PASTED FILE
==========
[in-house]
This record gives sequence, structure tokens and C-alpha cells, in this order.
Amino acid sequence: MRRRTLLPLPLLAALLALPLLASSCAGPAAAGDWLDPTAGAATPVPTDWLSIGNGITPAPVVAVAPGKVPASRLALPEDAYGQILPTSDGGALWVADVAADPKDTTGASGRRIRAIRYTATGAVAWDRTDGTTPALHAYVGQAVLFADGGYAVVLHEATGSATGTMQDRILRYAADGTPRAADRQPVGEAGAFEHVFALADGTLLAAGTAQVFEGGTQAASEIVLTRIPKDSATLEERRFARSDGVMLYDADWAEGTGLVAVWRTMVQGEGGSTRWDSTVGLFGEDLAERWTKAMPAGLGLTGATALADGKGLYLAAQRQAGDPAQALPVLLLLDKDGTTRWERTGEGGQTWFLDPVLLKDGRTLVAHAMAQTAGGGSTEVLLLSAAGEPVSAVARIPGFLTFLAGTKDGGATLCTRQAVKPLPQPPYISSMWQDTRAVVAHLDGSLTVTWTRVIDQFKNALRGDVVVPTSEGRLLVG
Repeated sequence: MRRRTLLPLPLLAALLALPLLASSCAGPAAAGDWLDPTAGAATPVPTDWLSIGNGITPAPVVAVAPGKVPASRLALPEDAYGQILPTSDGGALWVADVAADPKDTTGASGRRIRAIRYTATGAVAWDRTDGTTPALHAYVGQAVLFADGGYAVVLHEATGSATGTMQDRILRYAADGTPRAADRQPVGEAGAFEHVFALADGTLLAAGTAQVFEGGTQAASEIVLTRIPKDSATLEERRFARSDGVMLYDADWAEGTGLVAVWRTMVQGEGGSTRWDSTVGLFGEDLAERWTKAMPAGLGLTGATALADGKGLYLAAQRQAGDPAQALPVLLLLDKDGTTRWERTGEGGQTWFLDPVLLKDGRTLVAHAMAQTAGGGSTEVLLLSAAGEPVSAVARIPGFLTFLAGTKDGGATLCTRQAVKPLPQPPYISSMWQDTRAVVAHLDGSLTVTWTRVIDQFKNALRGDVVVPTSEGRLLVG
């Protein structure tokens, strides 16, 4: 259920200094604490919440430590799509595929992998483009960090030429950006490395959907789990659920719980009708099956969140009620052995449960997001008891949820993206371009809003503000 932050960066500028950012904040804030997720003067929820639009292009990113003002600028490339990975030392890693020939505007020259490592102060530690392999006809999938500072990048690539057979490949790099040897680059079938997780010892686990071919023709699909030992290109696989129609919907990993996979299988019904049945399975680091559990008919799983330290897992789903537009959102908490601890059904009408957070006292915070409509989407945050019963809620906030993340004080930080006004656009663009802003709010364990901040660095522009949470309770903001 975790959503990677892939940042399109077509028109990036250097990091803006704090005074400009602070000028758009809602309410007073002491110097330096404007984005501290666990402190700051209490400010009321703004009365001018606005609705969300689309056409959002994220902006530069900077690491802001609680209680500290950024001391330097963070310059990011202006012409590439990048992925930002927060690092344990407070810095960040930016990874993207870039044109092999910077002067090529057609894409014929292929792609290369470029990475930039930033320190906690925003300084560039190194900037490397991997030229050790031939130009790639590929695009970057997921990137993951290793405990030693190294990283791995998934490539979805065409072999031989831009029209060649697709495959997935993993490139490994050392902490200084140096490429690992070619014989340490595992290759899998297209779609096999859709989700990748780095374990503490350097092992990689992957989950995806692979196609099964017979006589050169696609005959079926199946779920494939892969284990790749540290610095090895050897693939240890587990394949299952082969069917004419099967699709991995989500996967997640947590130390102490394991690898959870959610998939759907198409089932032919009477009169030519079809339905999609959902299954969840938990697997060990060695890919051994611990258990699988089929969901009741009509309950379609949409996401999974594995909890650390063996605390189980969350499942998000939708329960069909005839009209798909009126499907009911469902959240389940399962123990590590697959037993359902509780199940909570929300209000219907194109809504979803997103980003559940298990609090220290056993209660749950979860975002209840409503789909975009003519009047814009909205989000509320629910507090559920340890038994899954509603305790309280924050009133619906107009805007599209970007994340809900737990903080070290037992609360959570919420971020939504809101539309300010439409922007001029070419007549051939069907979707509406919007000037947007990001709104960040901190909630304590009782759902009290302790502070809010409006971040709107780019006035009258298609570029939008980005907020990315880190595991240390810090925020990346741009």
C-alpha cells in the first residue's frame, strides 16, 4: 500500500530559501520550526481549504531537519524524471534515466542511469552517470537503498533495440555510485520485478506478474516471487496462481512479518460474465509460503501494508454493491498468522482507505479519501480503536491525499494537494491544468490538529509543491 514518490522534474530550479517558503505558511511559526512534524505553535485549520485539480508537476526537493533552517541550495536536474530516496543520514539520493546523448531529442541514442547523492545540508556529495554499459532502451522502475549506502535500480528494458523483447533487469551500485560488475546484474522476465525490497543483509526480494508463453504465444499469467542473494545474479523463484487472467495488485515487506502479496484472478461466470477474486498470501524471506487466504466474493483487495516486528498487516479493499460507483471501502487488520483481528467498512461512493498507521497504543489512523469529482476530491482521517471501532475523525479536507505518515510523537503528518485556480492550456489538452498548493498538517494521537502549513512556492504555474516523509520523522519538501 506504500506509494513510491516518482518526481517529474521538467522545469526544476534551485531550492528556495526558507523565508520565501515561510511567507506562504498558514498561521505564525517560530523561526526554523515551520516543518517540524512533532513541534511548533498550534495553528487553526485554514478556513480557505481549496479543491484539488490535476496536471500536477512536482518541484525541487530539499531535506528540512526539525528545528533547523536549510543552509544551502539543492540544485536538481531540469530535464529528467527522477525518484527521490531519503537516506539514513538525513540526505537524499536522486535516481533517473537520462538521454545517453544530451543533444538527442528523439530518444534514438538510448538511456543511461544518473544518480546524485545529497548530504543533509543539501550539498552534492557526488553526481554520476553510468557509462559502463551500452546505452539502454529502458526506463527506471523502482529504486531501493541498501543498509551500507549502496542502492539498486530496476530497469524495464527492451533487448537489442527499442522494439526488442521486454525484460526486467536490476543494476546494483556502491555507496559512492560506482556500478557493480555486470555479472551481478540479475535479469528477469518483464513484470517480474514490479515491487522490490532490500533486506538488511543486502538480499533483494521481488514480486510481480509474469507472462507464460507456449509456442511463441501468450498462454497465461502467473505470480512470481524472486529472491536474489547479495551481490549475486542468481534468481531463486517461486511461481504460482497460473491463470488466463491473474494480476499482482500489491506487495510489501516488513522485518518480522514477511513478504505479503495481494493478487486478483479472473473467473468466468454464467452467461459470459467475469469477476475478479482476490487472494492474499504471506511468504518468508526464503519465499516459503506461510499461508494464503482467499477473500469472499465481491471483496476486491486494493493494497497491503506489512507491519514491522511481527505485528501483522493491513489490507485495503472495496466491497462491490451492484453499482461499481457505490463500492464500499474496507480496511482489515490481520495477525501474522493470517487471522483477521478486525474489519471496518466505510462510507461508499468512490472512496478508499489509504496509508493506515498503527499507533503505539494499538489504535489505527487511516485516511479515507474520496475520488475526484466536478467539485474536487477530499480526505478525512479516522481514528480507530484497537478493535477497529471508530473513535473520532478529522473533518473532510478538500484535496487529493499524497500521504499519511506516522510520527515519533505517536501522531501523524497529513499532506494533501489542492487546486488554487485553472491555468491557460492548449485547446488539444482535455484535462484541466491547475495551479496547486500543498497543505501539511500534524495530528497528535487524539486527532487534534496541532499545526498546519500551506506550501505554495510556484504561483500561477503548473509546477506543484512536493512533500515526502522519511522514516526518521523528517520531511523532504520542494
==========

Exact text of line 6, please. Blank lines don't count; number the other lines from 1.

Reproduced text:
C-alpha cells in the first residue's frame, strides 16, 4: 500500500530559501520550526481549504531537519524524471534515466542511469552517470537503498533495440555510485520485478506478474516471487496462481512479518460474465509460503501494508454493491498468522482507505479519501480503536491525499494537494491544468490538529509543491 514518490522534474530550479517558503505558511511559526512534524505553535485549520485539480508537476526537493533552517541550495536536474530516496543520514539520493546523448531529442541514442547523492545540508556529495554499459532502451522502475549506502535500480528494458523483447533487469551500485560488475546484474522476465525490497543483509526480494508463453504465444499469467542473494545474479523463484487472467495488485515487506502479496484472478461466470477474486498470501524471506487466504466474493483487495516486528498487516479493499460507483471501502487488520483481528467498512461512493498507521497504543489512523469529482476530491482521517471501532475523525479536507505518515510523537503528518485556480492550456489538452498548493498538517494521537502549513512556492504555474516523509520523522519538501 506504500506509494513510491516518482518526481517529474521538467522545469526544476534551485531550492528556495526558507523565508520565501515561510511567507506562504498558514498561521505564525517560530523561526526554523515551520516543518517540524512533532513541534511548533498550534495553528487553526485554514478556513480557505481549496479543491484539488490535476496536471500536477512536482518541484525541487530539499531535506528540512526539525528545528533547523536549510543552509544551502539543492540544485536538481531540469530535464529528467527522477525518484527521490531519503537516506539514513538525513540526505537524499536522486535516481533517473537520462538521454545517453544530451543533444538527442528523439530518444534514438538510448538511456543511461544518473544518480546524485545529497548530504543533509543539501550539498552534492557526488553526481554520476553510468557509462559502463551500452546505452539502454529502458526506463527506471523502482529504486531501493541498501543498509551500507549502496542502492539498486530496476530497469524495464527492451533487448537489442527499442522494439526488442521486454525484460526486467536490476543494476546494483556502491555507496559512492560506482556500478557493480555486470555479472551481478540479475535479469528477469518483464513484470517480474514490479515491487522490490532490500533486506538488511543486502538480499533483494521481488514480486510481480509474469507472462507464460507456449509456442511463441501468450498462454497465461502467473505470480512470481524472486529472491536474489547479495551481490549475486542468481534468481531463486517461486511461481504460482497460473491463470488466463491473474494480476499482482500489491506487495510489501516488513522485518518480522514477511513478504505479503495481494493478487486478483479472473473467473468466468454464467452467461459470459467475469469477476475478479482476490487472494492474499504471506511468504518468508526464503519465499516459503506461510499461508494464503482467499477473500469472499465481491471483496476486491486494493493494497497491503506489512507491519514491522511481527505485528501483522493491513489490507485495503472495496466491497462491490451492484453499482461499481457505490463500492464500499474496507480496511482489515490481520495477525501474522493470517487471522483477521478486525474489519471496518466505510462510507461508499468512490472512496478508499489509504496509508493506515498503527499507533503505539494499538489504535489505527487511516485516511479515507474520496475520488475526484466536478467539485474536487477530499480526505478525512479516522481514528480507530484497537478493535477497529471508530473513535473520532478529522473533518473532510478538500484535496487529493499524497500521504499519511506516522510520527515519533505517536501522531501523524497529513499532506494533501489542492487546486488554487485553472491555468491557460492548449485547446488539444482535455484535462484541466491547475495551479496547486500543498497543505501539511500534524495530528497528535487524539486527532487534534496541532499545526498546519500551506506550501505554495510556484504561483500561477503548473509546477506543484512536493512533500515526502522519511522514516526518521523528517520531511523532504520542494